ANN ARBOR, Mich.---An international study of 20,000 people found seven new genes that influence blood cholesterol levels, a major factor in heart disease, and confirmed 11 other genes previously thought to influence cholesterol.
The international study led by researchers from the University of Michigan School of Public Health set out to identify or confirm genetic variants that influence lipid levels, and secondly, to see if those variants were linked to the decreased or increased risk of heart disease. The findings will be published online in the journal Nature Genetics on Jan. 13.
The results may lead the medical community to rethink the role of HDL (good cholesterol) and LDL (bad cholesterol) in heart disease, said Goncalo Abecasis, associate professor in the U-M School of Public Health. Abecasis co-directed the study with Karen Mohlke, assistant professor of genetics at the University of North Carolina at Chapel Hill School of Medicine.
"It was surprising that while genetic variants that increase your bad cholesterol are also associated with increased risk of heart disease, we did not find that variants influencing your good cholesterol were associated with decreased risk of coronary artery disease. Perhaps that result will lead us to reexamine the roles of good and bad cholesterol in susceptibility to heart disease," Abecasis said.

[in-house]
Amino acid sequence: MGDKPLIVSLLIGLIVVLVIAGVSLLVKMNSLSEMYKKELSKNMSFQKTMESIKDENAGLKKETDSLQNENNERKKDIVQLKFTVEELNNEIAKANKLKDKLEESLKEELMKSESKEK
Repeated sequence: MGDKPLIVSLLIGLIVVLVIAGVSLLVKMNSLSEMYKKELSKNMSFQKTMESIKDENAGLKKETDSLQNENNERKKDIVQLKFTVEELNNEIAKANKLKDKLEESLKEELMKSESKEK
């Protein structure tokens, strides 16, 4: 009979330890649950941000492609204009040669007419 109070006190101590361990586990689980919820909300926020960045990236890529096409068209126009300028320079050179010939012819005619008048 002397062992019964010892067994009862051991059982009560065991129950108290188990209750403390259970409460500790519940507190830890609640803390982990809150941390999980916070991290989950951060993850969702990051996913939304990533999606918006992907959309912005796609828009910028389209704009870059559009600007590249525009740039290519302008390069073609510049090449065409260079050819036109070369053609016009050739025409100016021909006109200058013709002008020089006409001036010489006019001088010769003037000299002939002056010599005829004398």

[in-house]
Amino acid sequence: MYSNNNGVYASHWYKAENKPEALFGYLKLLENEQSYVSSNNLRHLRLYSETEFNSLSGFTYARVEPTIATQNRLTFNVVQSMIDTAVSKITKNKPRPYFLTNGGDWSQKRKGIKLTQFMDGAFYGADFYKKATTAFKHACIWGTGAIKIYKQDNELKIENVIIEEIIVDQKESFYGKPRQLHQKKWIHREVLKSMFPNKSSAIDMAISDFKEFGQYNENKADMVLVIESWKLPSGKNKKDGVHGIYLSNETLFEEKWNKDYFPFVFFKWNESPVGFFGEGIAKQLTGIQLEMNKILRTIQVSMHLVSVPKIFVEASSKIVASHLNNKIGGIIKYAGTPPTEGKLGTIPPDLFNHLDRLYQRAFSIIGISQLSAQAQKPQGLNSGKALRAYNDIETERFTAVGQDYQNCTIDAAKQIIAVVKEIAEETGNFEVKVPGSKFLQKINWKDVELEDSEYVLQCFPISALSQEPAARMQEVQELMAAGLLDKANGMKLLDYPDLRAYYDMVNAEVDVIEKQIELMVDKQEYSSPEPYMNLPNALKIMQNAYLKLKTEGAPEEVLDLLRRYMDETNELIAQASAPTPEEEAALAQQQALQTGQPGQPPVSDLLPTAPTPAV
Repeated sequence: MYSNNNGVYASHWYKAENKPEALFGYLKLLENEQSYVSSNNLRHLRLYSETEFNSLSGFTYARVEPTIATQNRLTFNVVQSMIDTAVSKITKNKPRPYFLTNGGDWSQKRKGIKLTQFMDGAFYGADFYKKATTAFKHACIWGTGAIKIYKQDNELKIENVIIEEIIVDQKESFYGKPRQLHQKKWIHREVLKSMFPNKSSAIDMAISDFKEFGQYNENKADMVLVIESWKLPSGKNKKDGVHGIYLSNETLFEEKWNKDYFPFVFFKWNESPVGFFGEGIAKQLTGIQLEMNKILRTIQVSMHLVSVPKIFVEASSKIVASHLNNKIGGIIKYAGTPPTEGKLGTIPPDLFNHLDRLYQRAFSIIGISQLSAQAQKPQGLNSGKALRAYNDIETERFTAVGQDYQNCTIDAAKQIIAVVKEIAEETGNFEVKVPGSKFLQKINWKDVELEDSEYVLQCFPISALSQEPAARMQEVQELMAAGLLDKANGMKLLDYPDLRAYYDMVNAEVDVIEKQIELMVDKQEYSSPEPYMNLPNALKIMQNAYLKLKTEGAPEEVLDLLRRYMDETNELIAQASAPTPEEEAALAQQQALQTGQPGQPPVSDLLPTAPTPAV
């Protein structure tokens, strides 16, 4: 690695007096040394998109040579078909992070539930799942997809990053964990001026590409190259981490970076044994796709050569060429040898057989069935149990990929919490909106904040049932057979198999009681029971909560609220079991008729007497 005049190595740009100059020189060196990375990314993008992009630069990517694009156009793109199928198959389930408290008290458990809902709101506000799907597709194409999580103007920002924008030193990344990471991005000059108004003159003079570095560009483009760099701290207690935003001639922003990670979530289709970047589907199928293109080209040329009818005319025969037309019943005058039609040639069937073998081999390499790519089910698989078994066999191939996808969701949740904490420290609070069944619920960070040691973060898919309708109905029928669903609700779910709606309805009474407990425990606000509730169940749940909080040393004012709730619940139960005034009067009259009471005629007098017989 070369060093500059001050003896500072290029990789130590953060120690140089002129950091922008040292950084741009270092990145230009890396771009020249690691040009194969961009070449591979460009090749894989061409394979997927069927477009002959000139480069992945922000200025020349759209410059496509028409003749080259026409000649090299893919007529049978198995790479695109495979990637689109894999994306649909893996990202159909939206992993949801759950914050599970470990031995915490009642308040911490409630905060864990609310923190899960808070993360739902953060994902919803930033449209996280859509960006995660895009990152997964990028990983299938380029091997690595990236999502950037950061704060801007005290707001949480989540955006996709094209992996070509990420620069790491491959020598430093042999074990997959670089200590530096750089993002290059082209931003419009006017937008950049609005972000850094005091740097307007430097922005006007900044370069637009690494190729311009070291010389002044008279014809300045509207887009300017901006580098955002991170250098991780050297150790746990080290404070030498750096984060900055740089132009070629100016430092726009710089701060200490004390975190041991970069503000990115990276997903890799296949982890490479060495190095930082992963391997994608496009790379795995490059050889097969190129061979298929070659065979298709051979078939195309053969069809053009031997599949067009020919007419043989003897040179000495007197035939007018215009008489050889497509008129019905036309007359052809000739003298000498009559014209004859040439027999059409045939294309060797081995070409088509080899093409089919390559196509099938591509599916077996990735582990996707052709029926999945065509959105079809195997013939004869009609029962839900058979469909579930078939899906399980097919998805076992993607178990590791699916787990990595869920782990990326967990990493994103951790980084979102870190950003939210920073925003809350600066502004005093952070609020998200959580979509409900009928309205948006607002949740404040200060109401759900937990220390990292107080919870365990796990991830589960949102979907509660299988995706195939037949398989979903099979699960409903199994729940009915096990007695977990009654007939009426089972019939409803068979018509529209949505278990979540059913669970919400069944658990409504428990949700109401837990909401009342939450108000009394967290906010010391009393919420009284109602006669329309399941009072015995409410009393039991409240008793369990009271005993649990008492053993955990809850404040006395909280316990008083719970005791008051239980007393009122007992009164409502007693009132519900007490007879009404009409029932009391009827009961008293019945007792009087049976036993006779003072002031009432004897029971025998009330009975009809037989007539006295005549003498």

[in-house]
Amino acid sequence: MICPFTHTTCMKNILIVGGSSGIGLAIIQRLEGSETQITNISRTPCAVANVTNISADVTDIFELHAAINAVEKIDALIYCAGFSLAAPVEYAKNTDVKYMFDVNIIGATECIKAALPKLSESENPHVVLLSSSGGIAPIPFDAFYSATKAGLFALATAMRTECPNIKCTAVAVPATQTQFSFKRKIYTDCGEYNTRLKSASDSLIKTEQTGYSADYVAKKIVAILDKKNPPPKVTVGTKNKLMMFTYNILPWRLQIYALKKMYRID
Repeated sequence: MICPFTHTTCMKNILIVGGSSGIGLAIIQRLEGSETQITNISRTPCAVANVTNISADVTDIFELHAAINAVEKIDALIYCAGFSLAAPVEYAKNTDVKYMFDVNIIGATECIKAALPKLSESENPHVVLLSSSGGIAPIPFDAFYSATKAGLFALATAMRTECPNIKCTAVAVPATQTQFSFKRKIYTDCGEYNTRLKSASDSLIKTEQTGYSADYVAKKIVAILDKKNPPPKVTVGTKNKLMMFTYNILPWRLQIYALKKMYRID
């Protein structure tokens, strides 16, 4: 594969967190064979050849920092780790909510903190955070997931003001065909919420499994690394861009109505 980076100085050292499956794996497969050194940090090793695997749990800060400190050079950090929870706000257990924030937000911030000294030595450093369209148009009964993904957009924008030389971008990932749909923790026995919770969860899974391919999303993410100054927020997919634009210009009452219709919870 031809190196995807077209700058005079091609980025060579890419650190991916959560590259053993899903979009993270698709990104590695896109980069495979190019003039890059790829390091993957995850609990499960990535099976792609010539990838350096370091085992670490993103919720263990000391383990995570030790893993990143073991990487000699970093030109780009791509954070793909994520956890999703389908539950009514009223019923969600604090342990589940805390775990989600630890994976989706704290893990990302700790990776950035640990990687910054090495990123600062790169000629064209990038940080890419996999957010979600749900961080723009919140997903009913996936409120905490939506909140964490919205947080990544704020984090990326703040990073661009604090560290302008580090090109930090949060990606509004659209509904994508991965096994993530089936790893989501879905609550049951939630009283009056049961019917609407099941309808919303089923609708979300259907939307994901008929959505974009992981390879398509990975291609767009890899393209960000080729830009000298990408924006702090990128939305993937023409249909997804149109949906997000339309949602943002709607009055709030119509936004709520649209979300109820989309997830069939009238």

Coronary artery disease, a condition where plaque accumulates on the walls of coronary arteries, is the most common type of heart disease and a leading cause of death in industrialized countries. The type and amount of cholesterol and other lipids in the bloodstream contribute to the risk of coronary artery disease, which can cause heart attack, stroke, angina and other heart conditions. Both genetic and environmental factors influence a person's cholesterol and blood lipid levels.
"Finding new gene regions associated with cholesterol levels may bring us one step closer
|Contact: Laura Bailey|
University of Michigan